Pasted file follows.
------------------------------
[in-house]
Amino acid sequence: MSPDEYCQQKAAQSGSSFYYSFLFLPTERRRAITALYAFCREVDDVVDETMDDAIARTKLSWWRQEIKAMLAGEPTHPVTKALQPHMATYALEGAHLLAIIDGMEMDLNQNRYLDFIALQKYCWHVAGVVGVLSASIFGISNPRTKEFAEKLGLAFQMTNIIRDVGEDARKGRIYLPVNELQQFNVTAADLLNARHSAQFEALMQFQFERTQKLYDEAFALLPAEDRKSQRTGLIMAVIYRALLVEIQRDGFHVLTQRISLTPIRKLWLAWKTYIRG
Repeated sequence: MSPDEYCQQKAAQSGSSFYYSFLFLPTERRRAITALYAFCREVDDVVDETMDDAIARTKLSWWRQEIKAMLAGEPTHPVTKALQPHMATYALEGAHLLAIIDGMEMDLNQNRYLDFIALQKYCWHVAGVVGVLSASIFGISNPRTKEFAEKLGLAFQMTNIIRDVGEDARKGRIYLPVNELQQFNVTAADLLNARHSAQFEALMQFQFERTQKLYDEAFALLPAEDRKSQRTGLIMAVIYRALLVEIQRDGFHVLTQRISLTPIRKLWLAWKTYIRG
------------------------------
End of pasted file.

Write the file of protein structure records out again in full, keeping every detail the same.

[in-house]
Amino acid sequence: MSPDEYCQQKAAQSGSSFYYSFLFLPTERRRAITALYAFCREVDDVVDETMDDAIARTKLSWWRQEIKAMLAGEPTHPVTKALQPHMATYALEGAHLLAIIDGMEMDLNQNRYLDFIALQKYCWHVAGVVGVLSASIFGISNPRTKEFAEKLGLAFQMTNIIRDVGEDARKGRIYLPVNELQQFNVTAADLLNARHSAQFEALMQFQFERTQKLYDEAFALLPAEDRKSQRTGLIMAVIYRALLVEIQRDGFHVLTQRISLTPIRKLWLAWKTYIRG
Repeated sequence: MSPDEYCQQKAAQSGSSFYYSFLFLPTERRRAITALYAFCREVDDVVDETMDDAIARTKLSWWRQEIKAMLAGEPTHPVTKALQPHMATYALEGAHLLAIIDGMEMDLNQNRYLDFIALQKYCWHVAGVVGVLSASIFGISNPRTKEFAEKLGLAFQMTNIIRDVGEDARKGRIYLPVNELQQFNVTAADLLNARHSAQFEALMQFQFERTQKLYDEAFALLPAEDRKSQRTGLIMAVIYRALLVEIQRDGFHVLTQRISLTPIRKLWLAWKTYIRG